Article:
Q: Do you think your books will make little kids stop bullying?
Myers:
No, my books would not make kids stop bullying. But I hope that when the questions come up, that the kids who do the bullying, will stop being looked upon as tough guys, or as cool guys. I think the whole idea of being bullied is a very bad thing and I think my books will do that.

Q: Do you speak in schools?
Myers:
I speak at schools occasionally. Not that much, but occasionally.

Q: Will The Autobiography of My Dead Brother be made into a movie?
Myers:
Right now, there are no plans to make it into a movie. There's an option on the 145th Street Stories. Whoopie Goldberg optioned At Her Majesty's Request. The Young Landlords was made into a movie. The author doesn't get to work on the movie much. They hired someone else to do the script writing. You have to wait to see what the movies looks like when it finished. I wasn't happy with the movie, but I was happy with the money.

Q: Can you talk about your book Shooter?
Myers:
After the Columbine incident, I was upset. I went out to Colorado and spoke to some people out there. What I saw was kids being bullied, pushed around, sometimes by fellow students, sometimes by family members. These kids would get so angry and upset. I saw kids being bullied, and I saw them reacting to being bullied.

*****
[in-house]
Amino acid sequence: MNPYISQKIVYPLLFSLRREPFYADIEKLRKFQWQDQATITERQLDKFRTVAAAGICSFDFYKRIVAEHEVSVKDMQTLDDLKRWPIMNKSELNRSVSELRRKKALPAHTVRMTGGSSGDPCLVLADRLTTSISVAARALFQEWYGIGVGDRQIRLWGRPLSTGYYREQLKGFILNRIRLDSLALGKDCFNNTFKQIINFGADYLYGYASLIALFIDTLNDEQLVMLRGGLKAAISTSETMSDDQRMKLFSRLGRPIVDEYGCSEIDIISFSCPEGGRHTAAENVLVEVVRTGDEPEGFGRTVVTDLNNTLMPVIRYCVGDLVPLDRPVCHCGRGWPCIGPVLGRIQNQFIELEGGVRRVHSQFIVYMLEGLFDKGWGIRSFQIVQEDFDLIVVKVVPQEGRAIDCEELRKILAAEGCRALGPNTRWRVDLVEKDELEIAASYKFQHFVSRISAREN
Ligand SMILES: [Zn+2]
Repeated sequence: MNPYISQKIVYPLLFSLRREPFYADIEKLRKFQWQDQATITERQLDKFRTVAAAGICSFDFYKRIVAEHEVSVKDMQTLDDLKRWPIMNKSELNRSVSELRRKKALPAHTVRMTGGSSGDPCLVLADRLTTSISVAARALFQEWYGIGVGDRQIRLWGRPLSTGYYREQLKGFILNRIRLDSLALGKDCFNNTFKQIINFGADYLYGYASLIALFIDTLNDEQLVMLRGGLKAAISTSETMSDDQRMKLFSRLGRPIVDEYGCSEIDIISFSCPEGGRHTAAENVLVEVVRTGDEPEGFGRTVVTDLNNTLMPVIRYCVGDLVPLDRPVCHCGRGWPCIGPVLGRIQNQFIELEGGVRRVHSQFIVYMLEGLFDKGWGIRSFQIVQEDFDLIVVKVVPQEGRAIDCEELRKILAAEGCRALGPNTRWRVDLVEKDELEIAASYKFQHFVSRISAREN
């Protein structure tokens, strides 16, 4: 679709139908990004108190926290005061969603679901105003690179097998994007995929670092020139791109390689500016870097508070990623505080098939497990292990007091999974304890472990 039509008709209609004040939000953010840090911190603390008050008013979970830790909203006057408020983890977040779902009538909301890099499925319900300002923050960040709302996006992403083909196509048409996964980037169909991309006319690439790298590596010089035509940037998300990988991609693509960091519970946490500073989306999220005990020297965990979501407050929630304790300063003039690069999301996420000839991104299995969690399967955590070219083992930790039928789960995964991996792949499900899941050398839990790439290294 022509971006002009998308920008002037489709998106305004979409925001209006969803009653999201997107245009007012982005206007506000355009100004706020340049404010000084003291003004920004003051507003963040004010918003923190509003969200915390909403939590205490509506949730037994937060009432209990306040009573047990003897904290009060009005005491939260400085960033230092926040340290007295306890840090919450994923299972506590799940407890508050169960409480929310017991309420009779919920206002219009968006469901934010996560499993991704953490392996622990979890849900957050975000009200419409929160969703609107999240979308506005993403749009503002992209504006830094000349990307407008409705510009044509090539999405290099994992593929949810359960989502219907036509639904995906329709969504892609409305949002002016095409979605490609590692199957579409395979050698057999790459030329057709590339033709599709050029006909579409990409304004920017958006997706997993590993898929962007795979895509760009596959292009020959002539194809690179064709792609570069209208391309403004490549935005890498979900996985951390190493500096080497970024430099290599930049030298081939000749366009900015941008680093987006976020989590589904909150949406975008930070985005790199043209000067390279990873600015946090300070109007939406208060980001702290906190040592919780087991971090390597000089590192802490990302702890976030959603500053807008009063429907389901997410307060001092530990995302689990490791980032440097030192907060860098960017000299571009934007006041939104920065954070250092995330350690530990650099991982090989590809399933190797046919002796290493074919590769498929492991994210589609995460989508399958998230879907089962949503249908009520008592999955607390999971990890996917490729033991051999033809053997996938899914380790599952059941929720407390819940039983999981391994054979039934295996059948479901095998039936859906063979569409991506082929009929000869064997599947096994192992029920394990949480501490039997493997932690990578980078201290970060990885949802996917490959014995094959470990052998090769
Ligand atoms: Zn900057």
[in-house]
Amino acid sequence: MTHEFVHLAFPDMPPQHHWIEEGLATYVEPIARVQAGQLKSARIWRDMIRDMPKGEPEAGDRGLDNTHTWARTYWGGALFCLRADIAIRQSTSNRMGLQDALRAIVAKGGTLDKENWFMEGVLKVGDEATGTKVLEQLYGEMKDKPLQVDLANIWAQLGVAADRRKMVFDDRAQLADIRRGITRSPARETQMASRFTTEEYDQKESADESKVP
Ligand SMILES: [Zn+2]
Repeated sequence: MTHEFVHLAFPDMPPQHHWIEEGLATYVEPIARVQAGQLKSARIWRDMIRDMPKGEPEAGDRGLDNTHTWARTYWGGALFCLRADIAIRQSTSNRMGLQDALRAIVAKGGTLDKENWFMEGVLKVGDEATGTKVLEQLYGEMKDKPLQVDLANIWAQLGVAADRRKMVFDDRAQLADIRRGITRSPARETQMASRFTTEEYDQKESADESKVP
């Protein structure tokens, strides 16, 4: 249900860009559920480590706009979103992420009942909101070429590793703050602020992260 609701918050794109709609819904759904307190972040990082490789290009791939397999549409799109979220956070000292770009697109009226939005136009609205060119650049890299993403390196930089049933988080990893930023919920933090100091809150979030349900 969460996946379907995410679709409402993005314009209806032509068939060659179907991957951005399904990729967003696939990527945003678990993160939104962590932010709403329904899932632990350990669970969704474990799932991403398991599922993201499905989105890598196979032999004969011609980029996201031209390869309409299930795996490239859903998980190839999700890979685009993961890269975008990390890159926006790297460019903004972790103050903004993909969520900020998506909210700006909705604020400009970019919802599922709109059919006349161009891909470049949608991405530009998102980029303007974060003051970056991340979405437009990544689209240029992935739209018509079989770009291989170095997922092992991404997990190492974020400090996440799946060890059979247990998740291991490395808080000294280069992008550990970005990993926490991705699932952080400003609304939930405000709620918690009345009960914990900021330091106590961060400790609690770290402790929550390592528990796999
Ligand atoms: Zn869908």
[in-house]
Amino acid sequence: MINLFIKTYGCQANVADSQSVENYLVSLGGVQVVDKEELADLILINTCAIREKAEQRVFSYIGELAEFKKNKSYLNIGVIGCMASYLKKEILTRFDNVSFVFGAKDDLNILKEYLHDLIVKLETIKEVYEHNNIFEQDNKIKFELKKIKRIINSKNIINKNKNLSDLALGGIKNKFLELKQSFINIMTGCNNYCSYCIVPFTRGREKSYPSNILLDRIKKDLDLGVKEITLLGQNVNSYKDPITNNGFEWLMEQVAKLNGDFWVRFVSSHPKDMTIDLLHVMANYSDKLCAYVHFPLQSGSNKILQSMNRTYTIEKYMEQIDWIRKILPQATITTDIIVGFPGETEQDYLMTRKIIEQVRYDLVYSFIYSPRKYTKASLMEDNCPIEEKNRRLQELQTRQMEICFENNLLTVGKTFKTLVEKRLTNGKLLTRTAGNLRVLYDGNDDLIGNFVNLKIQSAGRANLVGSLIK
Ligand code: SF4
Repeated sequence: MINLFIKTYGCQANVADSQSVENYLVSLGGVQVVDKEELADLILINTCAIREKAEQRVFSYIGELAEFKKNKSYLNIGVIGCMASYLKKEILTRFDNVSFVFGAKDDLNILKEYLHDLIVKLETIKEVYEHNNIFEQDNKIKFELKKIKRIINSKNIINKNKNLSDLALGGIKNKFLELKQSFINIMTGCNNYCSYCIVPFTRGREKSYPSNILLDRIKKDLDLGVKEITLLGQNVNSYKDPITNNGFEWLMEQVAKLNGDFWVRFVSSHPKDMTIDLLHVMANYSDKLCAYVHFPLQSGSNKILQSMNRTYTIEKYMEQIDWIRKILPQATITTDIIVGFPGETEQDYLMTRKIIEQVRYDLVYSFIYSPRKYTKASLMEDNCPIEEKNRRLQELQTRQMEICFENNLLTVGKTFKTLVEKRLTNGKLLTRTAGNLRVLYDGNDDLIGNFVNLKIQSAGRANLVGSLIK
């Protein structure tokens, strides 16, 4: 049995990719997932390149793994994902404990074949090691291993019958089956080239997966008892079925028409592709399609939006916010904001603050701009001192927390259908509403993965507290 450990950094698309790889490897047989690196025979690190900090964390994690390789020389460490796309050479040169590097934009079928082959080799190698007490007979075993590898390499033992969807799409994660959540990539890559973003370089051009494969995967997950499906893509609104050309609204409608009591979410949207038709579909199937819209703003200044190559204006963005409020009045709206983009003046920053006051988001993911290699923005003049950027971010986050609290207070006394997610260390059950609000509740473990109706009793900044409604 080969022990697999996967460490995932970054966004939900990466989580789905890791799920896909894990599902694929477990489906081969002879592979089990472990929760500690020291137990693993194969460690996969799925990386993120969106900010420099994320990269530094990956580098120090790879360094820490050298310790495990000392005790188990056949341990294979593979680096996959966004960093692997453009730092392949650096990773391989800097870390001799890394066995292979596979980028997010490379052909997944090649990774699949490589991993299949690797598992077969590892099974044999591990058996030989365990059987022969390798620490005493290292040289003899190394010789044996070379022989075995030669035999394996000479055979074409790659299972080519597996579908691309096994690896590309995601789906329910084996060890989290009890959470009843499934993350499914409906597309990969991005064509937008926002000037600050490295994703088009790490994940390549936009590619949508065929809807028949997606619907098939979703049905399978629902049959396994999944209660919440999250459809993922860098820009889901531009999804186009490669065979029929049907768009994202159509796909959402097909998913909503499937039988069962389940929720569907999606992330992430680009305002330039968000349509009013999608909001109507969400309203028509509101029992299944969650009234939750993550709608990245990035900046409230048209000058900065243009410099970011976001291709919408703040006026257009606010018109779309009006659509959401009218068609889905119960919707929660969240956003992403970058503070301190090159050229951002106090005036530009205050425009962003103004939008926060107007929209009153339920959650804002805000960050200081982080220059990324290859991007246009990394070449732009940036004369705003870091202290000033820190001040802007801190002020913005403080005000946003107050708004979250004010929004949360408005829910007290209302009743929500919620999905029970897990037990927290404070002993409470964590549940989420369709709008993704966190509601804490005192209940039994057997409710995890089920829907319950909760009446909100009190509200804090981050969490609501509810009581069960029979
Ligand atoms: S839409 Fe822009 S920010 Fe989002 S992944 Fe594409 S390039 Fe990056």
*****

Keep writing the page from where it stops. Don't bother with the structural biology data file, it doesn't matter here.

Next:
Q: How did you decide how to tell that story?
Myers:
One of the things I knew was that I could cover the entire story. When I looked into the case, I saw that these kids were pushed around so much in that school, they had been pushed around, looked down upon, that both the physical and emotional bullying, I wanted to use the same technique the official investigators used. The point of the investigation was to predict that kind of incident. I don't think that can be predicted. They only looked at the incident, not the causes.

Q: Were you ever a member of a gang?
Myers:
I was never a member of a gang. I fought against the gangs. My brothers and I were involved in a gang fight. The gang tried to push us into actions we didn't want and we had to fight them. I have half brothers, I was a foster child. Nine of us altogether.

Q: Was there one person who inspired you to become so involved in reading and writing?
Myers:
My teachers encouraged me to read in school. I found that books were a way of me reaching out to the world that I could not do otherwise. My writing was a way to do that too. Walking into a library was my way of being a part of a reading and writing community. I could walk into a library and be part of that world and that was wonderful.
As a last comment, reading good books opens the world to you. We all need to read more.